I was talking to my daughter this weekend as I was making dinner and I mentioned that I needed to sharpen the knife I was using. She made a comment about how a sharper knife must make it easier to cut the food being prepared. I agreed and told her that a sharper knife is also safer to use. She gave me a perplexed look and said, “But, won’t a sharper knife cut you easier?”. I said yes, but a dull knife can more easily slip off of what you are cutting rather than slicing through it, but it is still sharp enough to cut you. I explained that a sharp knife goes where you direct it to go much easier than a dull knife and that makes it better.

I guess many times the same can be said of virtually any tool that does not perform the way it is designed to perform; ultimately the same can be said for people. If we want our minds (or our bodies) to perform at high mental, physical, emotional, or spiritual levels, we must find ways to keep the knife sharp. It is technically not difficult to sharpen a knife, but it does take effort to keep it sharp over time. You do not keep the same sharpness from when the knife is brand new for long. It takes time and it takes effort to continuously keep the knife sharp.

Much like constantly sharpening the knife, our own personal performance is rooted in a similar preparation. If you want the knife to work properly, you must do the work in advance to keep it sharp. If our preparation is only in our imagination, performance will only take place in idea but never in practicality. On the other hand, if we take time to prepare and sharpen ourselves to meet life’s challenges, only then can performance become a reality.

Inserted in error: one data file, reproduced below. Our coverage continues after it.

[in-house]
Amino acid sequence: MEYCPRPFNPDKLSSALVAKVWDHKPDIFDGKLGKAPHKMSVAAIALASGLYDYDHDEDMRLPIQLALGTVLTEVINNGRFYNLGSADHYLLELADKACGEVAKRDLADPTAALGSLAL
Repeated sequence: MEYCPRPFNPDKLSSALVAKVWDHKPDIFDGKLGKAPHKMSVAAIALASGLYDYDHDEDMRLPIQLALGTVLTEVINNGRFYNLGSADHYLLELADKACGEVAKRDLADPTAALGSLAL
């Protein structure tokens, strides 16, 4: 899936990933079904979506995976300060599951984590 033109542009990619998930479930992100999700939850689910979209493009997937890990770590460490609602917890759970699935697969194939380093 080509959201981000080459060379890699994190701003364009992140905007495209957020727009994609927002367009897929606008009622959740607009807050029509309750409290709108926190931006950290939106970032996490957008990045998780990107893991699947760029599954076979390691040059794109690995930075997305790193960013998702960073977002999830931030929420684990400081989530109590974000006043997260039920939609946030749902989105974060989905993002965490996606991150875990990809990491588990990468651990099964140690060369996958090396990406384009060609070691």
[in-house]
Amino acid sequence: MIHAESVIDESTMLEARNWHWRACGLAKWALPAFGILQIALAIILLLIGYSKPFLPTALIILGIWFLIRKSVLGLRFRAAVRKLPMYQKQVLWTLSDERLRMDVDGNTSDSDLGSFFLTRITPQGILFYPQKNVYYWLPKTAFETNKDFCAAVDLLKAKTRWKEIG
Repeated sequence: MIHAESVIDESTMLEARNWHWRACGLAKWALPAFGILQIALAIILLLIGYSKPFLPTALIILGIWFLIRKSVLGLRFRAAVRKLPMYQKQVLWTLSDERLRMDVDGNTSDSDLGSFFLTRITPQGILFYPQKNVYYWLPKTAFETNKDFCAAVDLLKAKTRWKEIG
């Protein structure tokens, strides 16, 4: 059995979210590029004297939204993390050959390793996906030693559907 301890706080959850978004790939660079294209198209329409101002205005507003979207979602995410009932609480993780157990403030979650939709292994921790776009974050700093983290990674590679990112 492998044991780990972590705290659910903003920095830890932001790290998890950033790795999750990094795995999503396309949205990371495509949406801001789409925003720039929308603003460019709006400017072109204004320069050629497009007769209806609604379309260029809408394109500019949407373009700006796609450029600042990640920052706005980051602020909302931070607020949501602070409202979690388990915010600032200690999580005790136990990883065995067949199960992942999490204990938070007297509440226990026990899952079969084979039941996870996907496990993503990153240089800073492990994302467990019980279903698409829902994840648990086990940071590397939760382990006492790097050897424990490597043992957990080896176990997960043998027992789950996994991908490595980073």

My oldest son and I have had this conversation numerous times in the past month as he has begun another middle school track season. He is often not happy with his times in certain races, and I ask, “So what are you going to do to make those times better?”. I know the point has not fully sunk in with him yet. The message I am trying to impart is simple: If you want to perform better in the race, you must prepare to perform better. No one performs at a high level without an insane amount of work. The artist Michelangelo has been quoted, “If you knew how much work went into it, you wouldn’t call it genius,”. Michelangelo’s amazing work is not from talent, it comes from years and years of preparation.

Constantly sharpening the knife is not your only opposition in performance. The second challenge becomes staying focused while using it. The knife will go exactly where you direct it to go. Unfortunately, when we get distracted, that direction can lead to a knife in your finger. It is not just about sharpening the knife, but about using the knife for its intended purpose once it is sharp. You can read all the books you would like to, or learn all the information needed to be successful, but if you never put these ideas into practice it is wasted. Knowledge is not the power; the ability to acquire knowledge and put it into practice in your daily life is what is truly powerful. You must seek wisdom so you can put it into practice.

So as you go throughout the upcoming week, find ways to prepare for the success you want to see in your life. Sharpen the knife and then make sure it is used for the right purpose!

Keep learning; keep growing; keep sharing!

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